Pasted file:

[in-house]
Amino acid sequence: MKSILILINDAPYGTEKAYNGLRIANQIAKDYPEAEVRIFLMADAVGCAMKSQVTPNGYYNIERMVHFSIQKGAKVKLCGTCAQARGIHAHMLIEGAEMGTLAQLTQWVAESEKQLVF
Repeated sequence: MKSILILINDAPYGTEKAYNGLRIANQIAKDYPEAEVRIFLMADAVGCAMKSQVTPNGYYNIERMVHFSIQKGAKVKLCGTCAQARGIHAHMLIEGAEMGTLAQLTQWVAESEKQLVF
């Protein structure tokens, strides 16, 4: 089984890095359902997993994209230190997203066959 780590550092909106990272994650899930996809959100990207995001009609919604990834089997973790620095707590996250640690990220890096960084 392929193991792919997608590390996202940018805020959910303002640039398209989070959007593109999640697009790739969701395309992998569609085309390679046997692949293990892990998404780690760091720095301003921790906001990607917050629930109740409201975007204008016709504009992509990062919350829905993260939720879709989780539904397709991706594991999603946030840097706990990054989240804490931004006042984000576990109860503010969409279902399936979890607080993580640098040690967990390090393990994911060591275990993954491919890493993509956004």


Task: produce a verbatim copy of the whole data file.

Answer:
[in-house]
Amino acid sequence: MKSILILINDAPYGTEKAYNGLRIANQIAKDYPEAEVRIFLMADAVGCAMKSQVTPNGYYNIERMVHFSIQKGAKVKLCGTCAQARGIHAHMLIEGAEMGTLAQLTQWVAESEKQLVF
Repeated sequence: MKSILILINDAPYGTEKAYNGLRIANQIAKDYPEAEVRIFLMADAVGCAMKSQVTPNGYYNIERMVHFSIQKGAKVKLCGTCAQARGIHAHMLIEGAEMGTLAQLTQWVAESEKQLVF
């Protein structure tokens, strides 16, 4: 089984890095359902997993994209230190997203066959 780590550092909106990272994650899930996809959100990207995001009609919604990834089997973790620095707590996250640690990220890096960084 392929193991792919997608590390996202940018805020959910303002640039398209989070959007593109999640697009790739969701395309992998569609085309390679046997692949293990892990998404780690760091720095301003921790906001990607917050629930109740409201975007204008016709504009992509990062919350829905993260939720879709989780539904397709991706594991999603946030840097706990990054989240804490931004006042984000576990109860503010969409279902399936979890607080993580640098040690967990390090393990994911060591275990993954491919890493993509956004």